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Boys Need Love Too, But I Really Don't Care

Updated: May 23, 2019

On my morning train rides, I like to play my Daily Mix ( and yes I am a Spotify user. Do not drag me for it). I typically go for the rap playlist and allow the sounds of Young Thug and Big Sean to hype me up as I cross the bridge into the city. Every time, and I do mean every time, there’s some new rapper with a song calling women hoes, and how godly be believes he is in bed. Nothing new here. So it surprised me when Summer Walker’s “Girls Need Love Too” comes up in the playlist.

I smile to myself. I fucking love this song. I love that this black woman made a song reducing a man down to his genitals and exactly how it could benefit her. It’s refreshing to see women owning the fact that sex doesn’t belong to men. We need it too.

So when I hear Drake’s voice, I have to take pause. How did this song, a song about a woman using a man for sex, need a male verse on it? From the first few lines, I already know it’s ruined. I listen to Drake croon about his “best combinations” and how Summer’s man wouldn’t want smoke, and I realize almost instantly that I really didn’t care about what he had to say in this context. Because this song was not about him.

In this new space where women like Summer Walker, SZA, and the City Girls are flipping the objectification and over sexualization of women, being a woman feels incredibly powerful. Like our bodies and our stories are finally ours to tell and that there’s no shame or fear in that. That women can be nasty, women can be side pieces, women can just want sex. Sentiments that are typically thrown at us as insults are now being joyously sang in the club and at Coachella. It’s beautiful to see women coming into themselves in this way, until a man feels the need to join this conversation.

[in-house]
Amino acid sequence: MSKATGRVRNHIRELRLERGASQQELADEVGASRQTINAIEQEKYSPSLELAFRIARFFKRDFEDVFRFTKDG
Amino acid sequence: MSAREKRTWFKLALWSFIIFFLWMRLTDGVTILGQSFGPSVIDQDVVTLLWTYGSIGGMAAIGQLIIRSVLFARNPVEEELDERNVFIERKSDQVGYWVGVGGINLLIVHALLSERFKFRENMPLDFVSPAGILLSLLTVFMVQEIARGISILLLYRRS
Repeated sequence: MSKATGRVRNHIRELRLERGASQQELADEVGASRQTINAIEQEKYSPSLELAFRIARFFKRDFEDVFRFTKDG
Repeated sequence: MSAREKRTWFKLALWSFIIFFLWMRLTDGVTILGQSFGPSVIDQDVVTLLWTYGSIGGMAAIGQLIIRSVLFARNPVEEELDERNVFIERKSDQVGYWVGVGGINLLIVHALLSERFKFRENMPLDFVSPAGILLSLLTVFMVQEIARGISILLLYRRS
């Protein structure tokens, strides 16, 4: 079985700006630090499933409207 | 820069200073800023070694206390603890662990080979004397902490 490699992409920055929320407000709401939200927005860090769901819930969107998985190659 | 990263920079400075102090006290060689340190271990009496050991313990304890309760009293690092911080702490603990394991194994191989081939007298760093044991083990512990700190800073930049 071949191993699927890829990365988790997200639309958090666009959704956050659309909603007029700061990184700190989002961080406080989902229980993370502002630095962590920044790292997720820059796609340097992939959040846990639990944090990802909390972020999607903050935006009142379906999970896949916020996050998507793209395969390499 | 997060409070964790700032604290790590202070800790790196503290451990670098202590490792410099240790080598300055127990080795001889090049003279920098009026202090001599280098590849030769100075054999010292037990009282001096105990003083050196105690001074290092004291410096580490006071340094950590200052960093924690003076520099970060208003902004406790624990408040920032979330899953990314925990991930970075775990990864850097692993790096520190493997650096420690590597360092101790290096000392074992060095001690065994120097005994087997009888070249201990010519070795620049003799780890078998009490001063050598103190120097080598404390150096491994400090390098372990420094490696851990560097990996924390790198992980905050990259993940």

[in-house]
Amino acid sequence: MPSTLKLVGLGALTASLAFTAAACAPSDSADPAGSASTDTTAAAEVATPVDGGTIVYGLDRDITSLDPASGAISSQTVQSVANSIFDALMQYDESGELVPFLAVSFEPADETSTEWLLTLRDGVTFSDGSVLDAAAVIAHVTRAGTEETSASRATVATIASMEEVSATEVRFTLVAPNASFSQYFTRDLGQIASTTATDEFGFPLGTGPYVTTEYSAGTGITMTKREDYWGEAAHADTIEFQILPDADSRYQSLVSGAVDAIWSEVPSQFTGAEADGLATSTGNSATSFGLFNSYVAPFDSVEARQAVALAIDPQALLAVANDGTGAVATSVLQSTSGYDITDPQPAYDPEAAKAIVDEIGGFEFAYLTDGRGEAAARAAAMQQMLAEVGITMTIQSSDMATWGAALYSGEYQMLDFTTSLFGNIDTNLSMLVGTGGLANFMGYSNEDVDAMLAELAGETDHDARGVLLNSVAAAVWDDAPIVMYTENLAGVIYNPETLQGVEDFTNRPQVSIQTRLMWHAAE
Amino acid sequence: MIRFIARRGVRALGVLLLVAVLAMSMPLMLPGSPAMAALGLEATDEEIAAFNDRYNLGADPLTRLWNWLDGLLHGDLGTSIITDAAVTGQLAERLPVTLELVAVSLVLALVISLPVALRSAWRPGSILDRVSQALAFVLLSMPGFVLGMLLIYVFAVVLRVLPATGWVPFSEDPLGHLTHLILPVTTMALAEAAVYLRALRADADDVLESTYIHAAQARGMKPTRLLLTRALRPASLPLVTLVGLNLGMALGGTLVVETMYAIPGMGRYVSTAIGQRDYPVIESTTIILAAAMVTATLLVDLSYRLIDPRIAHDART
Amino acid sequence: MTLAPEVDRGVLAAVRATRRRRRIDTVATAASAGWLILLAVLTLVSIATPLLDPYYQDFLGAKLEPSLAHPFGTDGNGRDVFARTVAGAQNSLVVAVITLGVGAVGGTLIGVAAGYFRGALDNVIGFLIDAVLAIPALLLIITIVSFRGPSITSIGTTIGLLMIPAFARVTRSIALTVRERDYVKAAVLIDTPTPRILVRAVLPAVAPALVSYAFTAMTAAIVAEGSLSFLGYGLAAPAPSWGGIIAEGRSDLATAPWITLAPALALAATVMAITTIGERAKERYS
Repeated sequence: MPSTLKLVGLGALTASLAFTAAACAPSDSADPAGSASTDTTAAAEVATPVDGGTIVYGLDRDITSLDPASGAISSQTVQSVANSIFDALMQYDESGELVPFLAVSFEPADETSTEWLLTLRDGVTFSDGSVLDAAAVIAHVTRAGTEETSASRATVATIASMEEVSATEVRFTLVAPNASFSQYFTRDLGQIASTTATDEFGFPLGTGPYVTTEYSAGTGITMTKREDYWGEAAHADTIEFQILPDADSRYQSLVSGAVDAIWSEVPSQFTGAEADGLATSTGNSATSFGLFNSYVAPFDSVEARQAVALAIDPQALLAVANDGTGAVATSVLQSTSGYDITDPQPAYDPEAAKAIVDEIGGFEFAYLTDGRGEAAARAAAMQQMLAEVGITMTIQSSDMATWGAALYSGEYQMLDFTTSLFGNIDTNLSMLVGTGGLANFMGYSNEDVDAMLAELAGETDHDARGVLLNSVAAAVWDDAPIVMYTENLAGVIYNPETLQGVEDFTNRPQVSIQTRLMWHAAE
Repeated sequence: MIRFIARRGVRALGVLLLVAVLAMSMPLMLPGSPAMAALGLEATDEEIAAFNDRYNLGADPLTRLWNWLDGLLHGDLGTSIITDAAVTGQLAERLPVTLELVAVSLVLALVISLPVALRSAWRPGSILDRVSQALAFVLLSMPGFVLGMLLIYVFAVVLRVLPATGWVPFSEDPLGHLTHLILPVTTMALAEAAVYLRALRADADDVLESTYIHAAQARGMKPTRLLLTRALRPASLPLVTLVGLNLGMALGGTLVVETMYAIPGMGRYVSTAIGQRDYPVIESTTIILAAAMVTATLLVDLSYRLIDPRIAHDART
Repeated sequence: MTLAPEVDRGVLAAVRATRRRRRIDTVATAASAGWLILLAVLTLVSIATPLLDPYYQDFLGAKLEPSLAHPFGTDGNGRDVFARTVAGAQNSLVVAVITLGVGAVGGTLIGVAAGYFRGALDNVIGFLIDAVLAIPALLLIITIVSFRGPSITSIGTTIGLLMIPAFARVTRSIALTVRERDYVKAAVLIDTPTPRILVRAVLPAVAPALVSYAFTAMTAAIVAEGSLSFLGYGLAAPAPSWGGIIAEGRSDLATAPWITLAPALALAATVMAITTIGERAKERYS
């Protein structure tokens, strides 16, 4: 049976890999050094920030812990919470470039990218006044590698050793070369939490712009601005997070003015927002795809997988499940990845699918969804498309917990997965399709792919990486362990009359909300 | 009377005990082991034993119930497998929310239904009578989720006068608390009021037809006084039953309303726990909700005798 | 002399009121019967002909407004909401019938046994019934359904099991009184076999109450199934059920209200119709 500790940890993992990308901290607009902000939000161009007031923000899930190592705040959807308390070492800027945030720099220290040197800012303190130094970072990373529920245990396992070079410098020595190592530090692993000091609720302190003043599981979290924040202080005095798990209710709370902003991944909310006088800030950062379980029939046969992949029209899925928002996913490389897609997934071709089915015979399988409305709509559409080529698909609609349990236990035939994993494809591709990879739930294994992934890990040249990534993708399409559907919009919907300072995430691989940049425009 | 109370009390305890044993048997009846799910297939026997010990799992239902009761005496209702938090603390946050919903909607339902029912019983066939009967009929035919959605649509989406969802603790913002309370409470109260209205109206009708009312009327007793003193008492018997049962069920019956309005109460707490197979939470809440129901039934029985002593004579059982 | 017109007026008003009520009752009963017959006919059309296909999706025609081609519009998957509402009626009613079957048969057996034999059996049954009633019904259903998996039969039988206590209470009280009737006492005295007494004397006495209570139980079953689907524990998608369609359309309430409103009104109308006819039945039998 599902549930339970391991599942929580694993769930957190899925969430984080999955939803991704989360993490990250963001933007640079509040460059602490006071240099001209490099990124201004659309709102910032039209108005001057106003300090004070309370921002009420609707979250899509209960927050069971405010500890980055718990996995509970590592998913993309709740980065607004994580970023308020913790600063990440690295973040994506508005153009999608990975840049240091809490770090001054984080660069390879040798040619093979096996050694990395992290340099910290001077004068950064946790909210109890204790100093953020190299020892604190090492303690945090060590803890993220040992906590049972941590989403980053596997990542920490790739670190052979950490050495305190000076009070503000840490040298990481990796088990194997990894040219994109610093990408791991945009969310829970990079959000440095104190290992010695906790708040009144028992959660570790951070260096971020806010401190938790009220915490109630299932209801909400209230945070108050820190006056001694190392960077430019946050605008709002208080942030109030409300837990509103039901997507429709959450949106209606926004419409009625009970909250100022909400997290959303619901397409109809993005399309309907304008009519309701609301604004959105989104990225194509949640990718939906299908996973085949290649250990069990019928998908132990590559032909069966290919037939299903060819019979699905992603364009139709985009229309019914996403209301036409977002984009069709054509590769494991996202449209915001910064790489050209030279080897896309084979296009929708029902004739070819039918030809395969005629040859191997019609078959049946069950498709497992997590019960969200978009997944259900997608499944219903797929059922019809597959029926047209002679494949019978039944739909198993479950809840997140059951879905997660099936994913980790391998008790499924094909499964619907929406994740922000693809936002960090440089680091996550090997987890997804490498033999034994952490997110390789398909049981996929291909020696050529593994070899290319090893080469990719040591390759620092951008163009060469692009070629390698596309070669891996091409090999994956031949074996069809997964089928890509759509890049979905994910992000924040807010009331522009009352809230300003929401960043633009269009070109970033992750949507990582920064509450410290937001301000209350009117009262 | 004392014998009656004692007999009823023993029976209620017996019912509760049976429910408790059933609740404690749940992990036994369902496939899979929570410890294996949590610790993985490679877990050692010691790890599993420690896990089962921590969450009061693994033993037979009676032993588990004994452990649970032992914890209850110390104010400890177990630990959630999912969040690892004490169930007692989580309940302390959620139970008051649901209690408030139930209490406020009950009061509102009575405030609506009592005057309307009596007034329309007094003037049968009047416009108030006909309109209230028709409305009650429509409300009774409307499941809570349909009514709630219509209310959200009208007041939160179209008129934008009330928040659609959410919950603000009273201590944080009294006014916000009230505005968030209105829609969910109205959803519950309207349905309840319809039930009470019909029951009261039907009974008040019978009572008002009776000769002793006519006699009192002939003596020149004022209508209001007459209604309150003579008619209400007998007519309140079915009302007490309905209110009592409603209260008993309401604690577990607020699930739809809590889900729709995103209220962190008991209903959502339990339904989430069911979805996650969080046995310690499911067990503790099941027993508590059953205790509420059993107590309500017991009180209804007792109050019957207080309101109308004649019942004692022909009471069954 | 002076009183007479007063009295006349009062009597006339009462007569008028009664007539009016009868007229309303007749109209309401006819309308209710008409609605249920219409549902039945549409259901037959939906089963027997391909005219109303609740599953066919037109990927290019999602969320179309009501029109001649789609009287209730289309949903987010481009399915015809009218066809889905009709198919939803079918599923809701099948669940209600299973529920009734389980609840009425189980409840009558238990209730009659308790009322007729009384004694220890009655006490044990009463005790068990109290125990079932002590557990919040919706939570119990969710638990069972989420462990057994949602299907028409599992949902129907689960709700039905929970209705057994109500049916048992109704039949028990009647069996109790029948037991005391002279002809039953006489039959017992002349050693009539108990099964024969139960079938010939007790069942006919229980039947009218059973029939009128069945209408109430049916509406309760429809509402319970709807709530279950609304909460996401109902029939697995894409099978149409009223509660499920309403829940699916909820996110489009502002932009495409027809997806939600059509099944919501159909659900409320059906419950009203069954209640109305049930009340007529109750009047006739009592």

Drake’s addition to “Girls Need Love Too“ is exactly what it looks like when a man tries to take part in any conversation that isn’t about him. It’s boring. It's the embodiment of entitlement to a topic they don't understand, but feel the need to be a part of. There are some spaces, in this case songs, that just don’t need male commentary on it. Walker ended up putting a feeling into words that too many women are afraid to say themselves. Music like this helps women feel seen. It empowers them to not be ashamed of doing the same things, because they know they aren’t the only ones. So when I put on “Girls Need Love”, I don’t care about how Drake (or any man, really) feels about being used. I don’t care about his cosign on her needs. All I care about is this woman getting what she asked for.

Music like Walker’s and so many other women creating authentic music about female sexuality doesn’t need the male gaze. Sometimes girls just want to have something that hasn’t been touched by a man’s perspective.

I am well aware that some boys may need love too. But if I’m being honest, I just really don’t care.

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